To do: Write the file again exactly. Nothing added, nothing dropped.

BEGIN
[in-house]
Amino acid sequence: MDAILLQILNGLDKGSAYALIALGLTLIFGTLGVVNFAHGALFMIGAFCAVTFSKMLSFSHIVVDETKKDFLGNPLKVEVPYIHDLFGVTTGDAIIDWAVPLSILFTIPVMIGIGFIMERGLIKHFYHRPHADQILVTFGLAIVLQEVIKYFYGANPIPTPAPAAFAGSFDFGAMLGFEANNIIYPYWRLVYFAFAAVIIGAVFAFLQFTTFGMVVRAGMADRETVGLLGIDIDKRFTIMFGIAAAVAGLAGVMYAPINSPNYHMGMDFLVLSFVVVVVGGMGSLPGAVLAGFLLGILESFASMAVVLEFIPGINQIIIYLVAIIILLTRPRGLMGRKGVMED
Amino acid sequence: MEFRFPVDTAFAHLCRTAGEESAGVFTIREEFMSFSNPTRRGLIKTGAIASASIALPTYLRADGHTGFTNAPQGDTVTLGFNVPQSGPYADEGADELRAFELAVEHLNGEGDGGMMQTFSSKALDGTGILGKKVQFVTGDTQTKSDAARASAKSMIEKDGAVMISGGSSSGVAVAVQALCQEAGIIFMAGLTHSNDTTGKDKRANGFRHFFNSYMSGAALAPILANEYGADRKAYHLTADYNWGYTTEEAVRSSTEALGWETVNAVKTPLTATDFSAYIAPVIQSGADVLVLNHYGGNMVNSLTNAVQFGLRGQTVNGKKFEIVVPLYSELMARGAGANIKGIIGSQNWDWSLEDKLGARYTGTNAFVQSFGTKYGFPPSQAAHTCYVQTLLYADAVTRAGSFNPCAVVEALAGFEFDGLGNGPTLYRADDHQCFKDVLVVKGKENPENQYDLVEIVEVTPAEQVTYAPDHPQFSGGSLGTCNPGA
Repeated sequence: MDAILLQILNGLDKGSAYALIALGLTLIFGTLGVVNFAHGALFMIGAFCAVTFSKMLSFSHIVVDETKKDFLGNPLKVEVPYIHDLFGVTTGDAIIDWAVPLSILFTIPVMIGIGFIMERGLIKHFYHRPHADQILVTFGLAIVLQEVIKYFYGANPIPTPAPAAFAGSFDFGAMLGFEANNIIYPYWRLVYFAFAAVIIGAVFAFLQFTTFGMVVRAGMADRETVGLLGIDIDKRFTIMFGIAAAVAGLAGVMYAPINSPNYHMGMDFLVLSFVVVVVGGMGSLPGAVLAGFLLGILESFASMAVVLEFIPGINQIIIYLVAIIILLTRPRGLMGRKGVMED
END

[in-house]
Amino acid sequence: MDAILLQILNGLDKGSAYALIALGLTLIFGTLGVVNFAHGALFMIGAFCAVTFSKMLSFSHIVVDETKKDFLGNPLKVEVPYIHDLFGVTTGDAIIDWAVPLSILFTIPVMIGIGFIMERGLIKHFYHRPHADQILVTFGLAIVLQEVIKYFYGANPIPTPAPAAFAGSFDFGAMLGFEANNIIYPYWRLVYFAFAAVIIGAVFAFLQFTTFGMVVRAGMADRETVGLLGIDIDKRFTIMFGIAAAVAGLAGVMYAPINSPNYHMGMDFLVLSFVVVVVGGMGSLPGAVLAGFLLGILESFASMAVVLEFIPGINQIIIYLVAIIILLTRPRGLMGRKGVMED
Amino acid sequence: MEFRFPVDTAFAHLCRTAGEESAGVFTIREEFMSFSNPTRRGLIKTGAIASASIALPTYLRADGHTGFTNAPQGDTVTLGFNVPQSGPYADEGADELRAFELAVEHLNGEGDGGMMQTFSSKALDGTGILGKKVQFVTGDTQTKSDAARASAKSMIEKDGAVMISGGSSSGVAVAVQALCQEAGIIFMAGLTHSNDTTGKDKRANGFRHFFNSYMSGAALAPILANEYGADRKAYHLTADYNWGYTTEEAVRSSTEALGWETVNAVKTPLTATDFSAYIAPVIQSGADVLVLNHYGGNMVNSLTNAVQFGLRGQTVNGKKFEIVVPLYSELMARGAGANIKGIIGSQNWDWSLEDKLGARYTGTNAFVQSFGTKYGFPPSQAAHTCYVQTLLYADAVTRAGSFNPCAVVEALAGFEFDGLGNGPTLYRADDHQCFKDVLVVKGKENPENQYDLVEIVEVTPAEQVTYAPDHPQFSGGSLGTCNPGA
Repeated sequence: MDAILLQILNGLDKGSAYALIALGLTLIFGTLGVVNFAHGALFMIGAFCAVTFSKMLSFSHIVVDETKKDFLGNPLKVEVPYIHDLFGVTTGDAIIDWAVPLSILFTIPVMIGIGFIMERGLIKHFYHRPHADQILVTFGLAIVLQEVIKYFYGANPIPTPAPAAFAGSFDFGAMLGFEANNIIYPYWRLVYFAFAAVIIGAVFAFLQFTTFGMVVRAGMADRETVGLLGIDIDKRFTIMFGIAAAVAGLAGVMYAPINSPNYHMGMDFLVLSFVVVVVGGMGSLPGAVLAGFLLGILESFASMAVVLEFIPGINQIIIYLVAIIILLTRPRGLMGRKGVMED